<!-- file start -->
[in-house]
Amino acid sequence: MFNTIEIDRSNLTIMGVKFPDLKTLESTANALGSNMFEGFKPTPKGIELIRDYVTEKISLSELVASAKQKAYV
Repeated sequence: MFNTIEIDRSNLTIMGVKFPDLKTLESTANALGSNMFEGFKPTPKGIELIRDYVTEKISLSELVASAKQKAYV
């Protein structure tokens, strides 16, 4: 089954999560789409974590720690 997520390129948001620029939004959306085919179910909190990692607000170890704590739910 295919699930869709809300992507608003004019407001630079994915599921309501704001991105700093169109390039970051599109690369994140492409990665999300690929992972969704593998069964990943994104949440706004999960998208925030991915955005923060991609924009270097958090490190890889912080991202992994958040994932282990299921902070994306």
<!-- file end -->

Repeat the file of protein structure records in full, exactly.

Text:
[in-house]
Amino acid sequence: MFNTIEIDRSNLTIMGVKFPDLKTLESTANALGSNMFEGFKPTPKGIELIRDYVTEKISLSELVASAKQKAYV
Repeated sequence: MFNTIEIDRSNLTIMGVKFPDLKTLESTANALGSNMFEGFKPTPKGIELIRDYVTEKISLSELVASAKQKAYV
């Protein structure tokens, strides 16, 4: 089954999560789409974590720690 997520390129948001620029939004959306085919179910909190990692607000170890704590739910 295919699930869709809300992507608003004019407001630079994915599921309501704001991105700093169109390039970051599109690369994140492409990665999300690929992972969704593998069964990943994104949440706004999960998208925030991915955005923060991609924009270097958090490190890889912080991202992994958040994932282990299921902070994306």